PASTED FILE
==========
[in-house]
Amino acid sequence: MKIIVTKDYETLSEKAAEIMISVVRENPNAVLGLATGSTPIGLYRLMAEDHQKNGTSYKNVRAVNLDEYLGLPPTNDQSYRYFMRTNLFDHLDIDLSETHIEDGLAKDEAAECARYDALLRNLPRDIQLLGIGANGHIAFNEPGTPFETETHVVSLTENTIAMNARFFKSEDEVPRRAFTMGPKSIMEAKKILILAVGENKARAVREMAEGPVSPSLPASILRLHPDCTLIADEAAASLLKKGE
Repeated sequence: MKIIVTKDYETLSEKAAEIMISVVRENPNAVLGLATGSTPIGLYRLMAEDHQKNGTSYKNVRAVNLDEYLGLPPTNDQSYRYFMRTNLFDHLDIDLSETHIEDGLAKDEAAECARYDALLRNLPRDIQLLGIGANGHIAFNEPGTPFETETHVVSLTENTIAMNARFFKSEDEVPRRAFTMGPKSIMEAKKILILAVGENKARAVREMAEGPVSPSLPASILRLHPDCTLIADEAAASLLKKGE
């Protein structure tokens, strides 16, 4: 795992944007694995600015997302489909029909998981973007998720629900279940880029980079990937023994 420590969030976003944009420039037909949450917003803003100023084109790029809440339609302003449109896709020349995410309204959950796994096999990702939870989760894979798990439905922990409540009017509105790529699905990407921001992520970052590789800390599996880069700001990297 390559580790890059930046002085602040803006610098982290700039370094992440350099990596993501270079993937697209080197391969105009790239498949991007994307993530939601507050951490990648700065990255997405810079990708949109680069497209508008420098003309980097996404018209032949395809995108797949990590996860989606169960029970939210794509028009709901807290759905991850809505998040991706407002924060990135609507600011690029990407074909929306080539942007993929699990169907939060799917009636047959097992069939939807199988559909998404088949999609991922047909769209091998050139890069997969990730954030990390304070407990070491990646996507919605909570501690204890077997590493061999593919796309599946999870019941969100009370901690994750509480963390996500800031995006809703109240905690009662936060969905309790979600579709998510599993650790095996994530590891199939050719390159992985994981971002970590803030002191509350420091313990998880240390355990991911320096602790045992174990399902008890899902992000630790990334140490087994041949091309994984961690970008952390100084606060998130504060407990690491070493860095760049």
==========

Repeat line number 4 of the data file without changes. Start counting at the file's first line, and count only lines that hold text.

């Protein structure tokens, strides 16, 4: 795992944007694995600015997302489909029909998981973007998720629900279940880029980079990937023994 420590969030976003944009420039037909949450917003803003100023084109790029809440339609302003449109896709020349995410309204959950796994096999990702939870989760894979798990439905922990409540009017509105790529699905990407921001992520970052590789800390599996880069700001990297 390559580790890059930046002085602040803006610098982290700039370094992440350099990596993501270079993937697209080197391969105009790239498949991007994307993530939601507050951490990648700065990255997405810079990708949109680069497209508008420098003309980097996404018209032949395809995108797949990590996860989606169960029970939210794509028009709901807290759905991850809505998040991706407002924060990135609507600011690029990407074909929306080539942007993929699990169907939060799917009636047959097992069939939807199988559909998404088949999609991922047909769209091998050139890069997969990730954030990390304070407990070491990646996507919605909570501690204890077997590493061999593919796309599946999870019941969100009370901690994750509480963390996500800031995006809703109240905690009662936060969905309790979600579709998510599993650790095996994530590891199939050719390159992985994981971002970590803030002191509350420091313990998880240390355990991911320096602790045992174990399902008890899902992000630790990334140490087994041949091309994984961690970008952390100084606060998130504060407990690491070493860095760049």